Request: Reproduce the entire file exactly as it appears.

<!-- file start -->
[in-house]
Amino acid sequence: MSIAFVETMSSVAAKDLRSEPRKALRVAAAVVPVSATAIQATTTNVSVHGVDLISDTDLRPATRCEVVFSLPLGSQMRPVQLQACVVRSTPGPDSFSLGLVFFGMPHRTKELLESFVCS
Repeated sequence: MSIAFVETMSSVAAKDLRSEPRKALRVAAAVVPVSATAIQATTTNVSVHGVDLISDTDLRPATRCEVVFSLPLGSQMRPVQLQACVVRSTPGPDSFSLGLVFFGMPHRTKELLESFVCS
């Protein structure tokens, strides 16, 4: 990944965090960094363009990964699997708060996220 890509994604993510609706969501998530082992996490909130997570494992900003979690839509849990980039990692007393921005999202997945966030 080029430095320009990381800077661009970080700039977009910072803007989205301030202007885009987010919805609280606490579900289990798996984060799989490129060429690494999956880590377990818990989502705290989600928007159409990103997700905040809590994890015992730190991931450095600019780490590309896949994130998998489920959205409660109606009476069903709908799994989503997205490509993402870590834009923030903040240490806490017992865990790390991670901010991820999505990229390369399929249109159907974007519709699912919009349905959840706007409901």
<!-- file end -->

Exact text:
[in-house]
Amino acid sequence: MSIAFVETMSSVAAKDLRSEPRKALRVAAAVVPVSATAIQATTTNVSVHGVDLISDTDLRPATRCEVVFSLPLGSQMRPVQLQACVVRSTPGPDSFSLGLVFFGMPHRTKELLESFVCS
Repeated sequence: MSIAFVETMSSVAAKDLRSEPRKALRVAAAVVPVSATAIQATTTNVSVHGVDLISDTDLRPATRCEVVFSLPLGSQMRPVQLQACVVRSTPGPDSFSLGLVFFGMPHRTKELLESFVCS
């Protein structure tokens, strides 16, 4: 990944965090960094363009990964699997708060996220 890509994604993510609706969501998530082992996490909130997570494992900003979690839509849990980039990692007393921005999202997945966030 080029430095320009990381800077661009970080700039977009910072803007989205301030202007885009987010919805609280606490579900289990798996984060799989490129060429690494999956880590377990818990989502705290989600928007159409990103997700905040809590994890015992730190991931450095600019780490590309896949994130998998489920959205409660109606009476069903709908799994989503997205490509993402870590834009923030903040240490806490017992865990790390991670901010991820999505990229390369399929249109159907974007519709699912919009349905959840706007409901």